- Infections: Bacterial, viral, fungal or parasitic infections can cause an increase in ESR.
- Autoimmune diseases: ESR is commonly used in the diagnosis and monitoring of autoimmune diseases such as rheumatoid arthritis, lupus, and vasculitis.
- Cancer: Some cancers such as lymphoma, multiple myeloma, and leukemia can cause an increase in ESR.
- Inflammatory bowel disease: ESR may be elevated in people with Crohn’s disease or ulcerative colitis.
- Tissue damage: ESR may be elevated after a heart attack, surgery, or trauma.
- Pregnancy: ESR levels normally rise during pregnancy.
- Aging: ESR levels tend to increase with age.
What does a low ESR indicate?
A low ESR (erythrocyte sedimentation rate) is generally considered to be within the normal range and may indicate that there is no significant inflammation or infection in the body. However, a low ESR alone cannot be used to rule out all possible underlying medical conditions.
In some cases, a low ESR may be due to certain medical conditions or factors, such as sickle cell anemia, polycythemia, hypofibrinogenemia, and extreme leukocytosis. Additionally, certain medications, such as corticosteroids, can lower ESR levels.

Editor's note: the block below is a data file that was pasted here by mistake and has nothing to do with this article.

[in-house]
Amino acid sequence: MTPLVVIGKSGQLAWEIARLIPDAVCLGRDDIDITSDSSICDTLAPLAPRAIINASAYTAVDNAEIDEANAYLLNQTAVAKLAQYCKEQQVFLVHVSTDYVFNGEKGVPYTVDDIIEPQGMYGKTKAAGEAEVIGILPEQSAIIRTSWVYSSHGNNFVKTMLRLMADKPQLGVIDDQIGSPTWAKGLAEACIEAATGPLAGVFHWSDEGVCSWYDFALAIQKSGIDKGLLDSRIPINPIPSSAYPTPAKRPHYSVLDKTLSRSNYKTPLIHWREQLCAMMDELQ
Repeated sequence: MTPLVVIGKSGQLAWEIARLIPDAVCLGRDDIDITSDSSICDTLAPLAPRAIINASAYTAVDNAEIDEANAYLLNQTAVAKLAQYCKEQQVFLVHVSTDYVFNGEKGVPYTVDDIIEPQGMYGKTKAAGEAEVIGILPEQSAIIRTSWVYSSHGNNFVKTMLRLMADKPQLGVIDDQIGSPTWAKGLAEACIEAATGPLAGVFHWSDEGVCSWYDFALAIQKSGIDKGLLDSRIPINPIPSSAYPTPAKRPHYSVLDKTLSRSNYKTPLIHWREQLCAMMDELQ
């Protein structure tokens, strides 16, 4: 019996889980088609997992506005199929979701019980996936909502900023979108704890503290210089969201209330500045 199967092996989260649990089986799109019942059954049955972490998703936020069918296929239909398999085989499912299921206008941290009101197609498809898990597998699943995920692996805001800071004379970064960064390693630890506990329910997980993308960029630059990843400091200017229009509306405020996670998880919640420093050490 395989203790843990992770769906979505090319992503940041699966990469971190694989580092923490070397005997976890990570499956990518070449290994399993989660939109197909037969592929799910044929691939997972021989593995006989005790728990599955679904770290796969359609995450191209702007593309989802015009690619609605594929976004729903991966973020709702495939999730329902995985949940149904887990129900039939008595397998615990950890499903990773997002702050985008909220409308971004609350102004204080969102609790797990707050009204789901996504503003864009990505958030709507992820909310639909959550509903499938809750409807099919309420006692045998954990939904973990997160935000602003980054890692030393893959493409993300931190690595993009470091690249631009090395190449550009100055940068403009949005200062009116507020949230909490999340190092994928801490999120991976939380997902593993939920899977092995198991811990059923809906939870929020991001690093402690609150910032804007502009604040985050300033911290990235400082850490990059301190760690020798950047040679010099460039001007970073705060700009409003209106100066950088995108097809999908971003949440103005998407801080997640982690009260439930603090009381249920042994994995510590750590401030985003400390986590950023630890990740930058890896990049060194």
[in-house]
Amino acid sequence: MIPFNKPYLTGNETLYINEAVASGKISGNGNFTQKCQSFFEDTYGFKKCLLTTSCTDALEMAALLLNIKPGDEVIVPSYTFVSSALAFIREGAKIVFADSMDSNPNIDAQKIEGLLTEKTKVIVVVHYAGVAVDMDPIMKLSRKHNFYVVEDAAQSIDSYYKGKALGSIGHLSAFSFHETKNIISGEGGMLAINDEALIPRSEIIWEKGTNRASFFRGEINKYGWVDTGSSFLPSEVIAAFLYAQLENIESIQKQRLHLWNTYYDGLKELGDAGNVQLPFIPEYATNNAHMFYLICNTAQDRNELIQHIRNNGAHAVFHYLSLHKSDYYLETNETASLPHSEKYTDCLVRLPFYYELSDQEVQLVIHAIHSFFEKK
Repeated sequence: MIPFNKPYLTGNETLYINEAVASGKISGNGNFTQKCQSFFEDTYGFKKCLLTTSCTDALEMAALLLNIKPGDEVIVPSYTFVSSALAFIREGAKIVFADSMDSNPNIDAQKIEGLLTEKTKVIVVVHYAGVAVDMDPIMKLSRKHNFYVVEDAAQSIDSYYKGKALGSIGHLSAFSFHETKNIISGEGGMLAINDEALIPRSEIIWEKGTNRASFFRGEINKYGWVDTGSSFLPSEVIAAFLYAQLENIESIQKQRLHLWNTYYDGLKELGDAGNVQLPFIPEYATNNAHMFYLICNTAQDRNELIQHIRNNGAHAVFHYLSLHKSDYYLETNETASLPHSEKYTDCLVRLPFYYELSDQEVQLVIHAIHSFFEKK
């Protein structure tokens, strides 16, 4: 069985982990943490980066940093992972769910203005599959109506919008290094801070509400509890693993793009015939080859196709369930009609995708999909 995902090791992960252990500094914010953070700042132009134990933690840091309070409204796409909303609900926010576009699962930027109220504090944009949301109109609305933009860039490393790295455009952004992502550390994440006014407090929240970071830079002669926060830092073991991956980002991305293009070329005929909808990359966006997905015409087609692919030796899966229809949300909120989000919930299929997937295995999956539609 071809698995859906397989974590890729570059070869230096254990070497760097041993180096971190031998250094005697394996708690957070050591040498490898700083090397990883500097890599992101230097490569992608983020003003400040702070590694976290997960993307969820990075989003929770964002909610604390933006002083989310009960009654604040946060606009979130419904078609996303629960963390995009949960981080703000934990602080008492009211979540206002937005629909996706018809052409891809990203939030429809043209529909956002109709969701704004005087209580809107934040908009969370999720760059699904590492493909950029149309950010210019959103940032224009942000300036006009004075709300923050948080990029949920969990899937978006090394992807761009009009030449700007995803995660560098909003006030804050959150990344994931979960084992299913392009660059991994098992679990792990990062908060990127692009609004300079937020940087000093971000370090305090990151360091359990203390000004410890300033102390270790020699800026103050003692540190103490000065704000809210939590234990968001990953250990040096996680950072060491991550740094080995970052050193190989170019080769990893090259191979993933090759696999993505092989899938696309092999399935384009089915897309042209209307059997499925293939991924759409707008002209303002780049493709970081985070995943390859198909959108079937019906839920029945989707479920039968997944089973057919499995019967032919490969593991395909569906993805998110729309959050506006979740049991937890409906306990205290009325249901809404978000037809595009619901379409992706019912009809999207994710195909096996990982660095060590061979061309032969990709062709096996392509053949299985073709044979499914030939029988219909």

Therefore, it is important to consider the clinical context in which the ESR test was ordered and interpret the results in conjunction with other clinical and laboratory findings.
Is ESR 40 high?
An ESR value of 40 mm/hour is slightly above the upper limit of the normal range for most laboratories, which is usually 20-30 mm/hour for men and 30-40 mm/hour for women. However, ESR is a non-specific test and the interpretation of the results should always be done in conjunction with other clinical and laboratory findings to determine the underlying condition causing the inflammation.
ESR over 100 causes
An ESR (erythrocyte sedimentation rate) value over 100 mm/hour is significantly elevated and indicates a high level of inflammation in the body. This elevation is not specific to any one particular condition and can be caused by a wide variety of underlying factors, including:
- Infections such as bacterial or viral infections, endocarditis, osteomyelitis, and tuberculosis.
- Autoimmune diseases such as lupus, rheumatoid arthritis, and vasculitis.